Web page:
How vitamins, steroids and potential antivirals might affect SARS-CoV-2
Press release issued: 28 January 2021
Evidence is emerging that vitamin D – and possibly vitamins K and A – might help combat COVID-19. A new study from the University of Bristol published in the journal of the German Chemical Society Angewandte Chemie has shown how they – and other antiviral drugs – might work. The research indicates that these dietary supplements and compounds could bind to the viral spike protein and so might reduce SARS-CoV-2 infectivity. In contrast, cholesterol may increase infectivity, which could explain why having high cholesterol is considered a risk factor for serious disease.
Recently, Bristol researchers showed that linoleic acid binds to a specific site in the viral spike protein, and that by doing so, it locks the spike into a closed, less infective form. Now, a research team has used computational methods to search for other compounds that might have the same effect, as potential treatments. They hope to prevent human cells becoming infected by preventing the viral spike protein from opening enough to interact with a human protein (ACE2). New anti-viral drugs can take years to design, develop and test, so the researchers looked through a library of approved drugs and vitamins to identify those which might bind to this recently discovered ‘druggable pocket’ inside the SARS-CoV-2 spike protein.
The team first studied the effects of linoleic acid on the spike, using computational simulations to show that it stabilizes the closed form. Further simulations showed that dexamethasone – which is an effective treatment for COVID-19 – might also bind to this site and help reduce viral infectivity in addition to its effects on the human immune system.
The team then conducted simulations to see which other compounds bind to the fatty acid site. This identified some drugs that have been found by experiments to be active against the virus, suggesting that this may be one mechanism by which they prevent viral replication such as, by locking the spike structure in the same way as linoleic acid.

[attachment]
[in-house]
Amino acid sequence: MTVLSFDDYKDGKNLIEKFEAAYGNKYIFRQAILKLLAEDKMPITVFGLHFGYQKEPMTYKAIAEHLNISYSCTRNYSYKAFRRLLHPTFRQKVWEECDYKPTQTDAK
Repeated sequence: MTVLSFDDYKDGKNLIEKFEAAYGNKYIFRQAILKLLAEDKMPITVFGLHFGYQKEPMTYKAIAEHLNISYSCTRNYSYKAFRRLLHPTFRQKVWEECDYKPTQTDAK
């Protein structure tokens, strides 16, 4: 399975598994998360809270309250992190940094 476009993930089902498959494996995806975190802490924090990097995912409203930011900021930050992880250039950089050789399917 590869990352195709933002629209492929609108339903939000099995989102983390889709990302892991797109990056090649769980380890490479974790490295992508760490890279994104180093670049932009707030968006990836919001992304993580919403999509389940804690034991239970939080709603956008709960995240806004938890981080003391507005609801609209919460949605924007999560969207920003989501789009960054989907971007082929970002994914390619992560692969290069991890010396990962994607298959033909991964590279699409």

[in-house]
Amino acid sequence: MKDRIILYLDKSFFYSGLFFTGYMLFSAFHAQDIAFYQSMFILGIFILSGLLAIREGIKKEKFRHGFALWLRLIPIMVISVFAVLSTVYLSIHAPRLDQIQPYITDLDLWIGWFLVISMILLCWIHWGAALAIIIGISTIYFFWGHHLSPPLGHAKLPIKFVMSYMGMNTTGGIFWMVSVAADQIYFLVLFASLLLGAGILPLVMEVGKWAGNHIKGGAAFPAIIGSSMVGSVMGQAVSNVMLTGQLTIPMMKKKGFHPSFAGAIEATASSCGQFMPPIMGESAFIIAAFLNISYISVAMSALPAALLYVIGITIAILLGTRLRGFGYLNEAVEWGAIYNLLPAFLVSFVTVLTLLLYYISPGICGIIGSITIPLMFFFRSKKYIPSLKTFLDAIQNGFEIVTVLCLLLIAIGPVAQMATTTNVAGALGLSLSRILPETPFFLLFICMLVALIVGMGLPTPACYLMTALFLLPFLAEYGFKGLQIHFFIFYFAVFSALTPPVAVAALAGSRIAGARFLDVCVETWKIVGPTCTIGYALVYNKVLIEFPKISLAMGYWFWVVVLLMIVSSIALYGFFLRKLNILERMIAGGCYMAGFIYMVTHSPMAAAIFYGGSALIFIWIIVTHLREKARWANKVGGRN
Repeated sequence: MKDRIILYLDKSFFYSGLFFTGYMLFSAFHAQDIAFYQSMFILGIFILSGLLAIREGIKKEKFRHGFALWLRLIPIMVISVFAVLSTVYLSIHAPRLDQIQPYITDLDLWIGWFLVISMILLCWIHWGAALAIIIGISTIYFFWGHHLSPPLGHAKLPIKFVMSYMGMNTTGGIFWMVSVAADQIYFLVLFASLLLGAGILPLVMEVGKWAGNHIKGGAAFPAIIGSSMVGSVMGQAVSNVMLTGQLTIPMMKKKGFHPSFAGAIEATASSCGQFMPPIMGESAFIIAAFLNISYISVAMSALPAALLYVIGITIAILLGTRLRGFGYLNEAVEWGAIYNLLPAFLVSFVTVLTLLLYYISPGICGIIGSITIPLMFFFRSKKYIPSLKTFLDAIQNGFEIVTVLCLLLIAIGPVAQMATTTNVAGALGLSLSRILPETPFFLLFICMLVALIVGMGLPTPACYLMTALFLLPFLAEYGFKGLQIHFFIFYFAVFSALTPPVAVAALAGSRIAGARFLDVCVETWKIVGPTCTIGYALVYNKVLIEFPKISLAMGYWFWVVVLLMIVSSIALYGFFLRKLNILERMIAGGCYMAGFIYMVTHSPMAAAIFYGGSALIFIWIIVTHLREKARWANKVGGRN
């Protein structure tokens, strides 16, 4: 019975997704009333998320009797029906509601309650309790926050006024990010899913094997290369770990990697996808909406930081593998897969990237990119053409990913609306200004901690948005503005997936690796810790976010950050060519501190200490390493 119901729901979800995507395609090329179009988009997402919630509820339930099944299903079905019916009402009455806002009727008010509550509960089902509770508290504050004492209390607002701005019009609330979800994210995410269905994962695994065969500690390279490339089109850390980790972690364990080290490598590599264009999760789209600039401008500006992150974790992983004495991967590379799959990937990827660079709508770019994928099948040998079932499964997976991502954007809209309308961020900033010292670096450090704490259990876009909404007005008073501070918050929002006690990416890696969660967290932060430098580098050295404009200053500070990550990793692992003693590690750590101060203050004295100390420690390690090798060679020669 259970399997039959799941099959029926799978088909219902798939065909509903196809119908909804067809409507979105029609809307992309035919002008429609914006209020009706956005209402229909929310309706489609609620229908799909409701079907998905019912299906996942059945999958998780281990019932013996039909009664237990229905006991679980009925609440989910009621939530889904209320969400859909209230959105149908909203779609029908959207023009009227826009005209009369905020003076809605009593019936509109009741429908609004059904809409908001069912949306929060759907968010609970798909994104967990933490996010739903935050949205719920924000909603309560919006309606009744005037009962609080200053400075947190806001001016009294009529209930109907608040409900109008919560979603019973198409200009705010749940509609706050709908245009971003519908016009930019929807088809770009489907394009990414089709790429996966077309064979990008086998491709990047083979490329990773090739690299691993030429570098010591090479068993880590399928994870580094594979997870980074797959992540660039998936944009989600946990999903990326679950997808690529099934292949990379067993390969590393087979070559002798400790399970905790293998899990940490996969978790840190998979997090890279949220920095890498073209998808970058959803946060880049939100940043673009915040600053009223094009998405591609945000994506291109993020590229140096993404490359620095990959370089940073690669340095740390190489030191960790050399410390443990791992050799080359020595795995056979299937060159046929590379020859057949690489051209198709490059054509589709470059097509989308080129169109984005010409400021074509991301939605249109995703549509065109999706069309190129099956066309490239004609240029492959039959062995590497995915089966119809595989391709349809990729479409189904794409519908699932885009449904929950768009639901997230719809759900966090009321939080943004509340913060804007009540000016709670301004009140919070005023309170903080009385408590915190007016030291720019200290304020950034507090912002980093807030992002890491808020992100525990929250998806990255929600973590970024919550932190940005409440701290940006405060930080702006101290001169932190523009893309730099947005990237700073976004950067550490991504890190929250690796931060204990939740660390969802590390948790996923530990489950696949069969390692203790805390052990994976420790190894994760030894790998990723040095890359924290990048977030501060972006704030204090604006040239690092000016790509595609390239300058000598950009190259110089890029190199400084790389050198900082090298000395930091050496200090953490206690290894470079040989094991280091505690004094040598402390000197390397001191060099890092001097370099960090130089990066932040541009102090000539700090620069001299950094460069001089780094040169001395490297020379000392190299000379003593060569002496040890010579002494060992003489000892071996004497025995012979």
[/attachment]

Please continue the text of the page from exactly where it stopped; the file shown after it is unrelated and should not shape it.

The findings suggested several drug candidates among available pharmaceuticals and dietary components, including some that have been found to slow SARS-CoV-2 reproduction in the laboratory. These have the potential to bind to the SARS-CoV-2 spike protein and may help to prevent cell entry.
The simulations also predicted that the fat-soluble vitamins D, K and A bind to the spike in the same way making the spike less able to infect cells.
Dr Deborah Shoemark, Senior Research Associate (Biomolecular Modelling) in the School of Biochemistry, who modelled the spike, explained: “Our findings help explain how some vitamins may play a more direct role in combatting COVID than their conventional support of the human immune system.
“Obesity is a major risk factor for severe COVID. Vitamin D is fat soluble and tends to accumulate in fatty tissue. This can lower the amount of vitamin D available to obese individuals. Countries in which some of these vitamin deficiencies are more common have also suffered badly during the course of the pandemic. Our research suggests that some essential vitamins and fatty acids including linoleic acid may contribute to impeding the spike/ACE2 interaction. Deficiency in any one of them may make it easier for the virus to infect.”
Pre-existing high cholesterol levels have been associated with increased risk for severe COVID-19. Reports that the SARS-CoV-2 spike protein binds cholesterol led the team to investigate whether it could bind at the fatty acid binding site. Their simulations indicate that it could bind, but that it may have a destabilising effect on the spike’s locked conformation, and favour the open, more infective conformation.
Dr Shoemark continued: “We know that the use of cholesterol lowering statins reduces the risk of developing severe COVID and shortens recovery time in less severe cases. Whether cholesterol de-stabilises the “benign”, closed conformation or not, our results suggest that by directly interacting with the spike, the virus could sequester cholesterol to achieve the local concentrations required to facilitate cell entry and this may also account for the observed loss of circulating cholesterol post infection.”